Before earning accolades for his sculpture work, 2013 Mason Gross graduate Adam Murray made his living by the brush – and the roller.
But after putting in nine years as a house painter, the art school dropout had grown weary of working with flat surfaces eight hours a day, six days a week. He longed for three dimensions.
“I wanted things that were going to take up space,” Murray said “I couldn’t look at flat areas any longer.”
The Wall Township native also was tired of relegating his pursuit of a professional art career to his off hours.
Though he had soaked up a good deal of informal training while volunteering at the Shore Institute of Contemporary Art, Murray knew if he was serious about becoming an artist, he needed to complete his BFA.
“I didn’t have the confidence because I didn’t have the degree,” he said.
So at 31 he enrolled in the Mason Gross School of the Arts at Rutgers, a bit tentative about how he’d mesh with his younger peers and pick up all the art terminology he’d missed after more than a decade away from school.
He left two years later a confident, accomplished artist and the recipient of International Sculpture Center’s 2013 Outstanding Student Achievement in Contemporary Sculpture Award. Murray and 11 others were selected from more than 400 students nominated from more than 159 colleges.
“Usually this award never goes to BFAs,” said Patrick Strzelec, an assistant professor of sculpture. “I’ve been teaching for long time, and every once in a while you’ll find someone who’s really special, someone with something different going on. Adam’s that kind of person.”
His winning sculpture, “Black Mirror,” will be on display at Grounds For Sculpture in Hamilton from October through March – making Murray the third Mason Gross student to have work displayed there in five years. His piece also will be featured in the 2013 October issue of Sculpture magazine and Grounds For Sculpture’s exhibition catalogue.
“Black mirror” was inspired by a Piscataway yard oddly adorned with a punching bag and garden gazing ball.
“It was one of those kitschy lawn situations. I barely saw it out of the corner of my eye. It forced me to turn around and look,” he said. “A punching bag from a tree is kind of silly, especially on your front yard on a major road. I thought, ‘Why not try to mess around with this.’ ”
Much like the yard, Murray’s piece juxtaposes his formal art training with his blue-collar roots and features materials more familiar to his mechanic father than most artists.
After carving up a tree felled by Sandy behind the Livingston Art Building, Murray applied a layer of Bondo – a body filler used for patching rust spots on vehicles – to give it the appearance of a punching bag. The gazing ball is a result of his “playing with plaster” and slathering it with a resin coating.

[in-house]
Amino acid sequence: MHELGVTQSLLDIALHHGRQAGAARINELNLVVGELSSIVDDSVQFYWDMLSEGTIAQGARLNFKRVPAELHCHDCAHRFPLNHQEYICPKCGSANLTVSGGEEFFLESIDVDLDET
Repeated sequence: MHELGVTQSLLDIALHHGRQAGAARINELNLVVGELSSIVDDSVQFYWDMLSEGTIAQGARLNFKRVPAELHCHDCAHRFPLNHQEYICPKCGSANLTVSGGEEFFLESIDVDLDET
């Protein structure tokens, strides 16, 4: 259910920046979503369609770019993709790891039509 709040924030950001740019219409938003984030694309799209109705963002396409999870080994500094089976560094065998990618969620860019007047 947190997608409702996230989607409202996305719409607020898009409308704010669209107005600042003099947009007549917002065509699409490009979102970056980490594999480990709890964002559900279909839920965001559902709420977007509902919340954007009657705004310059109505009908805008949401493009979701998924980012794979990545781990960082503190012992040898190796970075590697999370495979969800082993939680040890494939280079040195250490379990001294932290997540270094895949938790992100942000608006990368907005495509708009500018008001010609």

For the base, Murray wanted something seductive and reflective made from material not typically associated with beauty. Something that would make people stop and stare the way he did when he drove by that gaudy lawn.
To accomplish that, Murray filled an 8-foot-by-8-foot steel pan with 25 gallons of used motor oil – courtesy of his dad.
“When you can take stuff and turn it into something that defies what it is, then it kind of holds a certain level of interest,” he said.
The shimmery ebony surface seduced at least a dozen spectators into getting their hands dirty at the BFA opening, where his piece ended up being framed by black finger smudges.While visually appealing, the oil’s pungent fumes also factored into the piece, said Strzelec, slightly stinging viewers’ eyes and nostrils.
“There are a lot of things going on in that piece. I thought it had worldly concerns. There’s a beautiful silence that occurs there, but there’s also this nauseating element that makes you uncomfortable,” he said. “All your senses are activated by it, which is kind of unusual for a sculpture.”
The piece hardly came together overnight, said Murray, who had incorporated both the punching bag and gazing ball in previous works before combining them in “Black Mirror” with more successful results.
That ability to tackle any assignment without fear of failure stems from the strict work ethic Murray developed as a laborer.
“You work all day long. You don’t take many breaks. The primary thing is you produce; you get things done,” said Murray, who tried to instill that ethic in his younger peers. “Whenever anyone had a problem or was stuck with thinking too much, I’d say, ‘Alright. Get to work and make something.’ ”
It’s that zeal to produce is indicative of a successful sculptor, said Strzelec.
“Pushing the idea of making is important. Adam is a maker,” Strzelec said. “Sculpture is 80 percent work and 20 percent creativity. You really have to get out there and work in order to make it happen, and he does it.”